Turn it on its head. Use it to make a difference.

It doesn’t take much to make a difference. In our “supersized” world, it is easy to think that we can’t make a difference unless our efforts go viral. Found an organization like M.A.D.D. Or start an awareness campaign so that others will get a mammogram or a colonoscopy or a simple annual blood test before disease destroys their lives. Or run a marathon or complete an Ironman in the loving memory of a loved one.

Supersized, viral efforts are awesome! They inspire us all. But, don’t be fooled into thinking you can’t make a difference in small acts. Every one of those “supersized” efforts started when a fleeting thought caught breath. Don’t worry about making a difference in a million lives.

Start with one life. 

Do something today – right here in the middle of it– that will make a difference for another no matter how great or how small. Grab coffee with a friend. Smile at the store clerk (or your spouse or both). Say “hello” as you pass your next-door neighbor (maybe even chat for a minute). Let someone merge into traffic or pass up the “good” parking spot for someone else. 

As small as each one of those acts (and many more like them) are – they have one thing in common. Each one requires – if only for an instant – that we look up from our own circumstances to recognize someone else.

When we lift our eyes, we lift our faces. Lifting our chins is the first, baby step toward facing it.

Dear Father, we know that this world is not as you intended. We see “it” all around us. It’s messy. We can’t scrub it away. We can’t fix it.

Help us to remain faithful when “it” threatens to overtake us. Let your Spirit strengthen us when “it” takes over our favorite spot on the sofa, leaves rings on our coffee tables, and eats the last cookie. Bolster our faith and diminish our doubt. Be our Hope when despair threatens to drown us. Give us a driving Spirit to make the best of it. Drive away the notion that our steps must be “supersized” to matter. 

When we wrestle with why, remind us that You ARE our God through all of it! 

This we pray through your Son, Jesus. – Amen!


Grief School: Lesson #2 – It’s a Thing

It was just a fourteen-year-old Jeep. Yet, when it sold last week, you would have thought I was selling a kidney for the emotion that was stirred up.

Miles of wandering like a nomad when Hurricane Katrina left us homeless.

Miles of traveling back home to take care of a beloved Aunt who became ill unexpectedly.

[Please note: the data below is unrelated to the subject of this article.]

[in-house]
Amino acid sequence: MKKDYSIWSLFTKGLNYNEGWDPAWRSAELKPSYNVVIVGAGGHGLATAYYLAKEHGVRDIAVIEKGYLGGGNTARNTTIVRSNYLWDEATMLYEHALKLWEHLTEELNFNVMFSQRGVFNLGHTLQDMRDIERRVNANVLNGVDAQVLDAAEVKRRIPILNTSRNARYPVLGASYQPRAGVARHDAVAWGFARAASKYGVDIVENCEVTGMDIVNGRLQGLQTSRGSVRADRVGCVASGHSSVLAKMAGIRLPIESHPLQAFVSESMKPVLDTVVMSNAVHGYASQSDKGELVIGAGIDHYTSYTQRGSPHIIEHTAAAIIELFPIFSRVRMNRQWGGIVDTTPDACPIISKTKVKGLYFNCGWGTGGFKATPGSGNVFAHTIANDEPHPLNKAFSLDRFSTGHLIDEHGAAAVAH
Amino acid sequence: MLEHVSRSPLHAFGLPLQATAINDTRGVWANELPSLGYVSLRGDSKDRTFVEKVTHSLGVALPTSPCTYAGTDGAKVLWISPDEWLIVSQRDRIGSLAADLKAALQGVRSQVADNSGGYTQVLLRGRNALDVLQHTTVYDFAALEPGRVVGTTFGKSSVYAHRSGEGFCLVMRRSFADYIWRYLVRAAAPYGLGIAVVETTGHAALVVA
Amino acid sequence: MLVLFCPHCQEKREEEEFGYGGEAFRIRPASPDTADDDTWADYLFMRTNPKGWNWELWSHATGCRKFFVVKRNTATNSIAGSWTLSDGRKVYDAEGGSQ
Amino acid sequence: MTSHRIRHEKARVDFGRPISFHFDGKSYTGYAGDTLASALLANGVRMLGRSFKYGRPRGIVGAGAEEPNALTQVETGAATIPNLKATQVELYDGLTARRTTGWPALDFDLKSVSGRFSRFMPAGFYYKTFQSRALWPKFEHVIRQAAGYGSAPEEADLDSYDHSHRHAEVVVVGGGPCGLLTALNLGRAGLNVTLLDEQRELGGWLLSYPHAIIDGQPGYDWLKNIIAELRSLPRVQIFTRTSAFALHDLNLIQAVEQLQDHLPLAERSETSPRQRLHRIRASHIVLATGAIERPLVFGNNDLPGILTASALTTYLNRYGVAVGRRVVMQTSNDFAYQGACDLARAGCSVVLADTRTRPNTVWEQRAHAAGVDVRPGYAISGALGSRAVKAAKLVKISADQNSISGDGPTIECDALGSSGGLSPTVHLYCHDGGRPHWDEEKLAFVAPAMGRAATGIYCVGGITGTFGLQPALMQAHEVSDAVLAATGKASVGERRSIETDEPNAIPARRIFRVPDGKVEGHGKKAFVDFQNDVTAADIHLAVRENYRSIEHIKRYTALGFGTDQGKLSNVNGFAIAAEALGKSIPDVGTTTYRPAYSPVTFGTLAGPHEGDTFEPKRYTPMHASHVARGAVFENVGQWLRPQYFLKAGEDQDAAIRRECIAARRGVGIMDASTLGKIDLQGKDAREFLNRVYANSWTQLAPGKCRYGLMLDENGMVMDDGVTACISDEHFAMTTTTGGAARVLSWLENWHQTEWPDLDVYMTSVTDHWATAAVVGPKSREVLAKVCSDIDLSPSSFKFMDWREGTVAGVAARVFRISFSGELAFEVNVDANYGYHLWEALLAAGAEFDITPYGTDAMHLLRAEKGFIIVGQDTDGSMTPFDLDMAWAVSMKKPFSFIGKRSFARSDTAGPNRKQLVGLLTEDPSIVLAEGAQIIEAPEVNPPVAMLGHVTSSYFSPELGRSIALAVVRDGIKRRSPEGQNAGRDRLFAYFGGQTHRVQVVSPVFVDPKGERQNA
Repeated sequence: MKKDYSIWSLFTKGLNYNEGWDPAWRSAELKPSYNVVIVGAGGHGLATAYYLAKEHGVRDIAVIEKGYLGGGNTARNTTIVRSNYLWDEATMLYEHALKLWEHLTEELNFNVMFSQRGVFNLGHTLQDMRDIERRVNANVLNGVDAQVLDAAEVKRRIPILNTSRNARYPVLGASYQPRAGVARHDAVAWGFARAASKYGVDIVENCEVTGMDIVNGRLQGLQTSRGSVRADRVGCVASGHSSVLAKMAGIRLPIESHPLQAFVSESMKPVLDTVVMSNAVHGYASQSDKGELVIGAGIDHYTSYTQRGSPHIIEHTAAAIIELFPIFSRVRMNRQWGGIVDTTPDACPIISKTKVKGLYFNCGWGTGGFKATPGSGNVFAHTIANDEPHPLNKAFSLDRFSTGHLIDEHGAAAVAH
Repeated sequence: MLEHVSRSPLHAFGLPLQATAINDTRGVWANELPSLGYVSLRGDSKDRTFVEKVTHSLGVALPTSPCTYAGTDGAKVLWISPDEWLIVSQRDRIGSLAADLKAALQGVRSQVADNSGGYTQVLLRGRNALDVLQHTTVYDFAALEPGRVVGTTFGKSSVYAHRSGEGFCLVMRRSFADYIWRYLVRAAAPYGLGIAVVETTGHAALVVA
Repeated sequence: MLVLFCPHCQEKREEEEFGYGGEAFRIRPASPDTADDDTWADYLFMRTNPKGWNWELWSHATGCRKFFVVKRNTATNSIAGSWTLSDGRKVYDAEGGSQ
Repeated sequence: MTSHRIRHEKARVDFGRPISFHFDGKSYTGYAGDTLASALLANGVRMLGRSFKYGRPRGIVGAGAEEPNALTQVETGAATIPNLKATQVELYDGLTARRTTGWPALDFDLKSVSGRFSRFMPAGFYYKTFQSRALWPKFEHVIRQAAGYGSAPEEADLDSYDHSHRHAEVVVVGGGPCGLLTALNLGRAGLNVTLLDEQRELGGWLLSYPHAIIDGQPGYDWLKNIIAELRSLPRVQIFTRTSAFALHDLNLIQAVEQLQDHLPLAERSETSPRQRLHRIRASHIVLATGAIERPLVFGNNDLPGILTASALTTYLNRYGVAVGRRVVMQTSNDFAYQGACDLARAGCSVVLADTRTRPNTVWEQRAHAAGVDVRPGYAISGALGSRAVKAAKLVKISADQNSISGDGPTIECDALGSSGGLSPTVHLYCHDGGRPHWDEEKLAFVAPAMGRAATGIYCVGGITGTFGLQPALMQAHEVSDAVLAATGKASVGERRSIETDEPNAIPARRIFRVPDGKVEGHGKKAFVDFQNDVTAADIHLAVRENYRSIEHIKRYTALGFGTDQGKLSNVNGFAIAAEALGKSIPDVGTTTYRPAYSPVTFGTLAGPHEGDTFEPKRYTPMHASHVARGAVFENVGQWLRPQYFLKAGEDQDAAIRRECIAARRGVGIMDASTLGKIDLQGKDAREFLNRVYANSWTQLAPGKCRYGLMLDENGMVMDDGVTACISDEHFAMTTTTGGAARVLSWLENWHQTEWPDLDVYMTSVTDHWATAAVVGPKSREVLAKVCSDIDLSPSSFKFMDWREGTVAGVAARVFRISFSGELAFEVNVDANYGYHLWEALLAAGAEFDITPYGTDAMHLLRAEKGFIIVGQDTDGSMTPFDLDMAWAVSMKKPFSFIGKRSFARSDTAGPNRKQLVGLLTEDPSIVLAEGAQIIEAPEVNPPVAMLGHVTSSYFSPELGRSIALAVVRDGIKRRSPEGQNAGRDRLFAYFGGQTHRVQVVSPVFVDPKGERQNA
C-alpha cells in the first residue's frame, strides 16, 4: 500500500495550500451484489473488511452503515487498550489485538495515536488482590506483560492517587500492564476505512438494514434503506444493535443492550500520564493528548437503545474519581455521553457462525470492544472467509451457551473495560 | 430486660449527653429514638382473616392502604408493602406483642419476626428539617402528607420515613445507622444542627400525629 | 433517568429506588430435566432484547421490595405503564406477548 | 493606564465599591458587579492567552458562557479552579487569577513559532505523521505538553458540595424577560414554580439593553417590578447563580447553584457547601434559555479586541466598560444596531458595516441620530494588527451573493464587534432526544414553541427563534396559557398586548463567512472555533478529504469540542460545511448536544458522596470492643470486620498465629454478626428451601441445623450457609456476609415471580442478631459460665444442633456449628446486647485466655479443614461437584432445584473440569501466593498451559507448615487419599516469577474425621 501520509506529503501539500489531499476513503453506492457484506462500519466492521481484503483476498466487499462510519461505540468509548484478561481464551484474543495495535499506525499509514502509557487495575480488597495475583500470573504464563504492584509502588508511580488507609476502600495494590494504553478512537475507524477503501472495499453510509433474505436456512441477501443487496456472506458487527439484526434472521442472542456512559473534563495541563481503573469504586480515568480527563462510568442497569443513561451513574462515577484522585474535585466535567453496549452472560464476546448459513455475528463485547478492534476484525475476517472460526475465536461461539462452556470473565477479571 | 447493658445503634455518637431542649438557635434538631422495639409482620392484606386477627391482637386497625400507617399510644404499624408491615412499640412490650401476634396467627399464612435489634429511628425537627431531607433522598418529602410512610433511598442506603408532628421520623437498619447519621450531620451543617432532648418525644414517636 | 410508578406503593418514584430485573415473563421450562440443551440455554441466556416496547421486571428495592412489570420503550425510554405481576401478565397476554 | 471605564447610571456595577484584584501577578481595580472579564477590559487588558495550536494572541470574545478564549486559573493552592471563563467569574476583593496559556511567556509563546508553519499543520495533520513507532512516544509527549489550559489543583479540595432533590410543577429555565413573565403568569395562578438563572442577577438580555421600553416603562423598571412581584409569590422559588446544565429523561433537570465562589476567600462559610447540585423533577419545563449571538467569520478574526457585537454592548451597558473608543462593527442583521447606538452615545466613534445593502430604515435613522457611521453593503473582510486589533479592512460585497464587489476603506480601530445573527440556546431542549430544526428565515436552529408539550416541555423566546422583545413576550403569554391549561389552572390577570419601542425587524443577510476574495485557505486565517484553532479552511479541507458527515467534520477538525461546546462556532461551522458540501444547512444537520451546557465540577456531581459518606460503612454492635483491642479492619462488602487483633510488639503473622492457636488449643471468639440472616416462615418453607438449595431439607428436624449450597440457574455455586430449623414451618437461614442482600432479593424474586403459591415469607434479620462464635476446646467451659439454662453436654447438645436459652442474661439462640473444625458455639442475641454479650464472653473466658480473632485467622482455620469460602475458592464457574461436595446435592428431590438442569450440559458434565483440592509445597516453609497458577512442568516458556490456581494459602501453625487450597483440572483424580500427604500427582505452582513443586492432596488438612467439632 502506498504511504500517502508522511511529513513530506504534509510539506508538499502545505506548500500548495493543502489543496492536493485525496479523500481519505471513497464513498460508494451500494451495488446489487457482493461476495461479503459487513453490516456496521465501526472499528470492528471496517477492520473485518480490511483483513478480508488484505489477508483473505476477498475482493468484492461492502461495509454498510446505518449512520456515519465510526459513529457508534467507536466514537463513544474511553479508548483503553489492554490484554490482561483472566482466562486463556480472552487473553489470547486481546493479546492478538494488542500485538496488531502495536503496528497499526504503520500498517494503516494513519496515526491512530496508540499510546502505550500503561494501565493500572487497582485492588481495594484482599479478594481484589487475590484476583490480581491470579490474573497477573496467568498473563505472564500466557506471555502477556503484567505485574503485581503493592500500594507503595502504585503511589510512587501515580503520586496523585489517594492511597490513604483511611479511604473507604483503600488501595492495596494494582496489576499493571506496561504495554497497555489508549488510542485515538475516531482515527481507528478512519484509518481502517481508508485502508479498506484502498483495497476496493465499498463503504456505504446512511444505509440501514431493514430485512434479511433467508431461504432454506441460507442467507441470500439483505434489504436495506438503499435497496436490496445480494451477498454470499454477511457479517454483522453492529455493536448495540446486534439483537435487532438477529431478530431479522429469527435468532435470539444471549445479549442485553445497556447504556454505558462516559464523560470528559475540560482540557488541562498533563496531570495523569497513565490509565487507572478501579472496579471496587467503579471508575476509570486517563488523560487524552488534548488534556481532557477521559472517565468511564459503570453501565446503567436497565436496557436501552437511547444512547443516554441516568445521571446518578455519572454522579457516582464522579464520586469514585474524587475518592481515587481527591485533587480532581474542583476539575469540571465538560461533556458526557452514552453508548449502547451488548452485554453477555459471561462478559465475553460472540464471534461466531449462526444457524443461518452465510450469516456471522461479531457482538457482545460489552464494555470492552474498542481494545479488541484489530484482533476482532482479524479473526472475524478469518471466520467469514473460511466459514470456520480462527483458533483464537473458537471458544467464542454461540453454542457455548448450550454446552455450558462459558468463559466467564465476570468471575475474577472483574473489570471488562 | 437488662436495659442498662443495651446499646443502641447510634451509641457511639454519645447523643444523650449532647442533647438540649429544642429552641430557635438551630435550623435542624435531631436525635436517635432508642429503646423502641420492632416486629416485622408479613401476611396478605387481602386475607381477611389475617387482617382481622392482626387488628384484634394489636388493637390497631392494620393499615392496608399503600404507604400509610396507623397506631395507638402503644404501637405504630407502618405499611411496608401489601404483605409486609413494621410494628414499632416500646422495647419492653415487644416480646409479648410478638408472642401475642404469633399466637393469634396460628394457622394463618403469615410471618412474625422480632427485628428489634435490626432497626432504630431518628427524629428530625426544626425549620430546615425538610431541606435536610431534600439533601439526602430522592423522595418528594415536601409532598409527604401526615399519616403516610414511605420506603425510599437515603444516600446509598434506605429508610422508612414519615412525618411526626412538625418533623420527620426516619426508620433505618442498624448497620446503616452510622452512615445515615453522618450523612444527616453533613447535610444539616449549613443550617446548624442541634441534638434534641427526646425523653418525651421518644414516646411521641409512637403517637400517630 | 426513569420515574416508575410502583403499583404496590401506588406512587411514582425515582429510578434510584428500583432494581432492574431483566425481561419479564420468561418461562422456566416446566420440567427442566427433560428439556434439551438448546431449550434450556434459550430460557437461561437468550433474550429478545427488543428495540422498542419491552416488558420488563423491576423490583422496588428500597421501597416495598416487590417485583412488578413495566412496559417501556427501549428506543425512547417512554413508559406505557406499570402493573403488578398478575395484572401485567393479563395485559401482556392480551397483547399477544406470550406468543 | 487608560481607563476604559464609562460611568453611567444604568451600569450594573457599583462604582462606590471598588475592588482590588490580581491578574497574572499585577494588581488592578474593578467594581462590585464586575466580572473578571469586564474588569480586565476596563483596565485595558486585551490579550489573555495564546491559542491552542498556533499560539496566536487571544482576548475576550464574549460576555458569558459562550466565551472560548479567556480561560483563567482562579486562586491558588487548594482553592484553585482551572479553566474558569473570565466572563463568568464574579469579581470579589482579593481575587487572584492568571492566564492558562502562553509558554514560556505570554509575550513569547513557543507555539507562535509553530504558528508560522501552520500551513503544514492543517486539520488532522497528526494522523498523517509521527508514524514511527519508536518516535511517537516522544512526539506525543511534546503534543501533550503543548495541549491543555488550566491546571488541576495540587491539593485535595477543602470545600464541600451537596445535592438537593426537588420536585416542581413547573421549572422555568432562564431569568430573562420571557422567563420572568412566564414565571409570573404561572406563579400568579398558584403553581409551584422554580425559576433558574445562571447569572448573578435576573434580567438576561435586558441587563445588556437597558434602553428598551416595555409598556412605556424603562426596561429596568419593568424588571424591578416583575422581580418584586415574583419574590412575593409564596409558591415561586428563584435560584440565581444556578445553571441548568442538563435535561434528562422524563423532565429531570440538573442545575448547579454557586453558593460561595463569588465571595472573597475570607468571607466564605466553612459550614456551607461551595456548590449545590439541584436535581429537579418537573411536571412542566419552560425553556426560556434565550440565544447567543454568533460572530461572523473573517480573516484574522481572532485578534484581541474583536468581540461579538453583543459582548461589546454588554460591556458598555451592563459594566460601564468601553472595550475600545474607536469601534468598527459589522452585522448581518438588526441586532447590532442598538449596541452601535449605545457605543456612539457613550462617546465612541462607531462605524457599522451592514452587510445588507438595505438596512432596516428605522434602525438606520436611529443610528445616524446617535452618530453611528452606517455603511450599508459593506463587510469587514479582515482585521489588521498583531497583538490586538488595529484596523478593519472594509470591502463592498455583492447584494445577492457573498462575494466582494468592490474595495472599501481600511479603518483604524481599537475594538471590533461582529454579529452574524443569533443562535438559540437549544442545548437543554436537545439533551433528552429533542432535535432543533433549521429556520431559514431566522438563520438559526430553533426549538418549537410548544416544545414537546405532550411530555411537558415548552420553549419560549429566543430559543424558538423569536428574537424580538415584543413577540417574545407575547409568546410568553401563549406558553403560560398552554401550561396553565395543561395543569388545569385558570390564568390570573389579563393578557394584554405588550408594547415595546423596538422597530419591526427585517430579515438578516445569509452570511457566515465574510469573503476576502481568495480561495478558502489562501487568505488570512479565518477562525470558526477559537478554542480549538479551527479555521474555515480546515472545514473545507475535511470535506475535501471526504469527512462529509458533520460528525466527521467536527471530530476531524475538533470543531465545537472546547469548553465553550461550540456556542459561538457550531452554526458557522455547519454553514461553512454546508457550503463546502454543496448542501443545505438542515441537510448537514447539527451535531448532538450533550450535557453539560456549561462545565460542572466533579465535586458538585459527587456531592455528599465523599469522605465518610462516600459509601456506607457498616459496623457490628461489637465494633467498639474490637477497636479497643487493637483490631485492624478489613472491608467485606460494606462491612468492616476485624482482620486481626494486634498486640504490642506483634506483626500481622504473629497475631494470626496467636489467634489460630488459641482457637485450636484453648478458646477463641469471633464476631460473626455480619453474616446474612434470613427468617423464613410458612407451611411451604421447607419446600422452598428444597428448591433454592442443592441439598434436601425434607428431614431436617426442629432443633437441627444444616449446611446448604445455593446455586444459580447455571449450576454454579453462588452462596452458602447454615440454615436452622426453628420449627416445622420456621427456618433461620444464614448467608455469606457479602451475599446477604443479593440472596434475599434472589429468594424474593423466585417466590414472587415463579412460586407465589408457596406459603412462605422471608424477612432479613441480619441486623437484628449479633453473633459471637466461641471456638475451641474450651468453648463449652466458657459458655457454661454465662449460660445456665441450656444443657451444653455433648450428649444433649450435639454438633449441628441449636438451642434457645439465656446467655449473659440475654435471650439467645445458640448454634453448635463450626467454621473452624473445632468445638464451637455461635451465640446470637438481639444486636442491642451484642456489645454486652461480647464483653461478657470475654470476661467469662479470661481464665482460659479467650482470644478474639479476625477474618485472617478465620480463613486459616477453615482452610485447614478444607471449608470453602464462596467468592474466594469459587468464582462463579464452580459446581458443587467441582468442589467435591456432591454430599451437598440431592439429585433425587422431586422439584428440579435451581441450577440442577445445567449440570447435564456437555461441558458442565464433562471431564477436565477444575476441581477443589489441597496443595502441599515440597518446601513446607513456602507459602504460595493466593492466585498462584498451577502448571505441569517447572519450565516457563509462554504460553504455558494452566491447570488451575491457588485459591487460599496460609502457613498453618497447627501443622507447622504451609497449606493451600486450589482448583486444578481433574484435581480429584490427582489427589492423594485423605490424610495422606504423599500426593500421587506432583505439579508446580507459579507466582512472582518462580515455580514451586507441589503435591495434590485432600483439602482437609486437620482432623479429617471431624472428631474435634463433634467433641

Miles of horseback riding lessons.

Miles of soccer games.

Miles of tennis lessons.

Miles of hauling tack trunks and saddles.

Miles of road trips.

Miles of who knows what when that old Jeep was turned over to my older daughter at age 16.

Over 153,000 miles of my life was wrapped up in that Old Jeep. What’s the big deal? I’ve sold and traded vehicles without so much as the bat of a lash. Why was this time so different?

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Connecting the Dots . . .

As a kid (and even beyond), I was am a sucker for puzzles. Crosswords. Word jumbles. Word searches. Sudoku. I couldn’t even resist the humble “Connect the Dots.” Seriously, what is more satisfying that to watch a scene unfold from a smattering of random dots strewn across a piece of paper?

Growing up, the Bible was a lot like a smattering of dots for me. I learned it a dot at a time. The story of Adam and Eve. A story about Jonah and a big fish. A story about feeding a crowd with no time to hit the grocery. A tale of Joseph and his fancy coat. An account of how a boy named David took down giant named Goliath and another about Daniel escaping the lion’s den. A yarn about Noah, a flood, a dove, and a rainbow. Stories strewn across the pages of my youth like random dots – unnumbered and out of order. 

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Motherhood is a Dirty Business

Except for the first Mother’s Day after each girl was born, I’ve tended to write Mother’s Day off as “greeting card holiday.” You could blame it on my cold heart and staunch distaste for anything sentimental, but that wouldn’t be a fair assessment (at least on most days). Read more

Simmering in Saturday

Raise your hand if you collect toys. Any kind of toys – garden toys, craft toys, electronic toys, car toys, sports toys, horse toys, or any one of the endless examples of the shiny things that capture our attention and are fun to collect. Me? One of my weaknesses is kitchen toys.

Two fairly recent additions to my kitchen – the electric pressure cooker and the sous vide cooker. Two appliances pretty much on opposite ends of the cooking spectrum – one designed to cook quickly and the other slowly. One pressures ingredients to maturity while the other caresses a recipe to fullness. (If you’ve never used a sous vide, it is essentially a heating element that sits in a water bath providing a gentle heat that cooks your ingredients to a perfect and precise temperature. If you don’t have one, I highly recommend it – especially for steaks. I digress.)

In a weird way, this got me to thinking about how we handle suffering.